Assessment of Current Practices and Feasibility of Routine Screening for Critical Congenital Heart Defects — Georgia, 2012
Advanced Search
Select up to three search categories and corresponding keywords using the fields to the right. Refer to the Help section for more detailed instructions.
Clear All

Assessment of Current Practices and Feasibility of Routine Screening for Critical Congenital Heart Defects — Georgia, 2012

  • Published Date:

    Apr 19 2013

  • Source:
    MMWR Morb Mortal Wkly Rep. 2013; 62(15):288-291.
  • Language:
Filetype[PDF-206.36 KB]

  • Alternative Title:
    MMWR Morb Mortal Wkly Rep
  • Description:
    In September 2011, the U.S. Secretary of Health and Human Services recommended that critical congenital heart defects (CCHD) be added to the Recommended Uniform Screening Panel (RUSP) for newborns. Anecdotal reports in early 2012 suggested that some Georgia hospitals had begun screening for CCHD using pulse oximetry. To better understand the prevalence of routine CCHD screening, specific practices among screening hospitals, and barriers to screening among all birthing hospitals in the state, CDC and the Georgia Department of Public Health (DPH) conducted two surveys of Georgia hospitals in June 2012. Eleven pulse oximetry screenings at five hospitals also were observed to estimate screening time. The initial survey was sent to 89 birthing hospitals, among which 71 (80%) responded; 22 (31%) reported currently screening for CCHD and 20 (28%) planned to start in 2012. Barriers to screening included lack of a clear follow-up protocol for positive screening tests, uncertainty about reporting screening results to public health organizations, and cost concerns. Sixteen (73%) currently screening hospitals responded to the second survey. Only one third of screening hospitals followed the CCHD screening protocol endorsed by the American Academy of Pediatrics; the remaining hospitals screened at different times or had different criteria for a positive screen. Screening time averaged 10 minutes per newborn. In the absence of a state mandate, routine screening has begun in many Georgia hospitals. Use of a standardized screening protocol for CCHD could reduce current variation in screening practices among Georgia hospitals. Working agreements between hospitals also are needed to ensure access to echocardiography and follow-up of newborns with possible CCHD.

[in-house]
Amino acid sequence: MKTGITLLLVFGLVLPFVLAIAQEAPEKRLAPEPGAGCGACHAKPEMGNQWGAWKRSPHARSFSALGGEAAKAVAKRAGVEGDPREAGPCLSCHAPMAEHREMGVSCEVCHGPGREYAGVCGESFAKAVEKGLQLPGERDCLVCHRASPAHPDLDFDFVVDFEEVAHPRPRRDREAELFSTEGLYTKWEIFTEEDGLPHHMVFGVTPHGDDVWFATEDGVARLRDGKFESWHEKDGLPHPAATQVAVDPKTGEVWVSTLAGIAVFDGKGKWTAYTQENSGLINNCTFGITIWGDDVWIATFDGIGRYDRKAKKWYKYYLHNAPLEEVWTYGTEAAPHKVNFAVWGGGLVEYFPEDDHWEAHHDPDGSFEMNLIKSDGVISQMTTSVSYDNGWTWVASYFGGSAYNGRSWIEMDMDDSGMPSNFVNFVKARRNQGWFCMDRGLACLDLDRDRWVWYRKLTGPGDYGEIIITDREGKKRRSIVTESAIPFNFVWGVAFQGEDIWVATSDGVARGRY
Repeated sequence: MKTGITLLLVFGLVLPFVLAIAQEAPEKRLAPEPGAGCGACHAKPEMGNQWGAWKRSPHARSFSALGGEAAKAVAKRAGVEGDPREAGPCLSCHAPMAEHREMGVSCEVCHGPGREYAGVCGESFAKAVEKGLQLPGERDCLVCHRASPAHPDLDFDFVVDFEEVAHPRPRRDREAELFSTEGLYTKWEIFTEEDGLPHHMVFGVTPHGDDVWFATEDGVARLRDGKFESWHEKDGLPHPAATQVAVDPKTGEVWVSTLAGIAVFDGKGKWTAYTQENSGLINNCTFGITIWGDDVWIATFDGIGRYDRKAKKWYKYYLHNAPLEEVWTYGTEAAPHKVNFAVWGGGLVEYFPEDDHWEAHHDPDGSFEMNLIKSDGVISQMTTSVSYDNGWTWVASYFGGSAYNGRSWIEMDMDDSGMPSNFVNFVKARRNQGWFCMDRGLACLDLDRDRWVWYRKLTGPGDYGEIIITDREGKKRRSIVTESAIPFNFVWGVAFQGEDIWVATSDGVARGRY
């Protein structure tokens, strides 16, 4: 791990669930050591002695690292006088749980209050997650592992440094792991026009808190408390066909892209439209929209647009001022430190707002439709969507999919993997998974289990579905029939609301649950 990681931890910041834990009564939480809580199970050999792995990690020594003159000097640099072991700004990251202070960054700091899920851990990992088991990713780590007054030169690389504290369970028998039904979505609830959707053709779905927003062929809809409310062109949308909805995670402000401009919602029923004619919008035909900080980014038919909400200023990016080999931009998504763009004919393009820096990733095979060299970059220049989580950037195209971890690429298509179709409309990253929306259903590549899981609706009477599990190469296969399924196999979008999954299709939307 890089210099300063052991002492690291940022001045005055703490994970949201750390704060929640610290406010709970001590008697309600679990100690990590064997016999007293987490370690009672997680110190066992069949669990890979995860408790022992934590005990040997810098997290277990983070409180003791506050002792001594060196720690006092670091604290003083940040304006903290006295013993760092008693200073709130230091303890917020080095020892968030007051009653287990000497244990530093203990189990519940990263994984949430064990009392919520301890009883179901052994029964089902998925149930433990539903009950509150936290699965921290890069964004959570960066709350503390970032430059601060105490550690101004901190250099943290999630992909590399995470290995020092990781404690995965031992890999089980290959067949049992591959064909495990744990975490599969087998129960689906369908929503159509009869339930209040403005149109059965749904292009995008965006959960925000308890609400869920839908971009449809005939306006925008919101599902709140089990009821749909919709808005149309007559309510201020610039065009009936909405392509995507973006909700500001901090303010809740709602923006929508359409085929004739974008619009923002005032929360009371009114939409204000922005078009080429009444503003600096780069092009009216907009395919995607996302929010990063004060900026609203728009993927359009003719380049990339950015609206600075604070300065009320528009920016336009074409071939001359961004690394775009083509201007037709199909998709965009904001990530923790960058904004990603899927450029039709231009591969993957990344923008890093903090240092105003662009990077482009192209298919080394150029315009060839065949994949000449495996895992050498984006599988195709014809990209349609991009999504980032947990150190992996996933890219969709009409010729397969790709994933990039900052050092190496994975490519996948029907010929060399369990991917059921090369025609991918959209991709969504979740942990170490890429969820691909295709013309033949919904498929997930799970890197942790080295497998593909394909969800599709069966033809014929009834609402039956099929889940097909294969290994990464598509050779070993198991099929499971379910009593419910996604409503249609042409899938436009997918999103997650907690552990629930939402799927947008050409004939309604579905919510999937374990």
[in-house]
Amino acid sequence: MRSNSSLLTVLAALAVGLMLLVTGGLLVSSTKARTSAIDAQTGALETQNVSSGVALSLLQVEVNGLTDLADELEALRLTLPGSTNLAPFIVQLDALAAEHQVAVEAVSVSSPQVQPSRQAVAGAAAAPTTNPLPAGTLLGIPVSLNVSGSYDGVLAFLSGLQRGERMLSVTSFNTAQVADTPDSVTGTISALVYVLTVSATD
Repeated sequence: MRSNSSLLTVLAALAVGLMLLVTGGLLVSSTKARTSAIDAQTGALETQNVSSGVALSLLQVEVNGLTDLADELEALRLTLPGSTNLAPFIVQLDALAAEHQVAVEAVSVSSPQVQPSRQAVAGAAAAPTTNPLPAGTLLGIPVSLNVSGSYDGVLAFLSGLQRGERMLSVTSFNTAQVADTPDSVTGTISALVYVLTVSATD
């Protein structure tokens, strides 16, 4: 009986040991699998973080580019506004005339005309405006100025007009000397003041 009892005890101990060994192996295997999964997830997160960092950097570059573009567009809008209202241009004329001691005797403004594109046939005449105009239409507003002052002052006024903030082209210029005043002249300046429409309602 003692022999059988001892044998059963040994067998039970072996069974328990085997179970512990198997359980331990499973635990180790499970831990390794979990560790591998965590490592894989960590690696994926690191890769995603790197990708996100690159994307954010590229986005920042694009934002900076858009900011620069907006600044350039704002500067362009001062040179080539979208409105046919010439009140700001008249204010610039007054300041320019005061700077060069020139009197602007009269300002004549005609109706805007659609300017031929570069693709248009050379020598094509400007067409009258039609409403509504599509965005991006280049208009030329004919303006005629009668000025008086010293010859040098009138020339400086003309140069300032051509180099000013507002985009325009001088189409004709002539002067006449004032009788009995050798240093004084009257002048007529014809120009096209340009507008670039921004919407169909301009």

• Pubmed ID:
  • Pubmed Central ID:
  • Document Type:
  • Place as Subject:
  • Main Document Checksum:
  • File Type:
No Related Documents.

You May Also Like: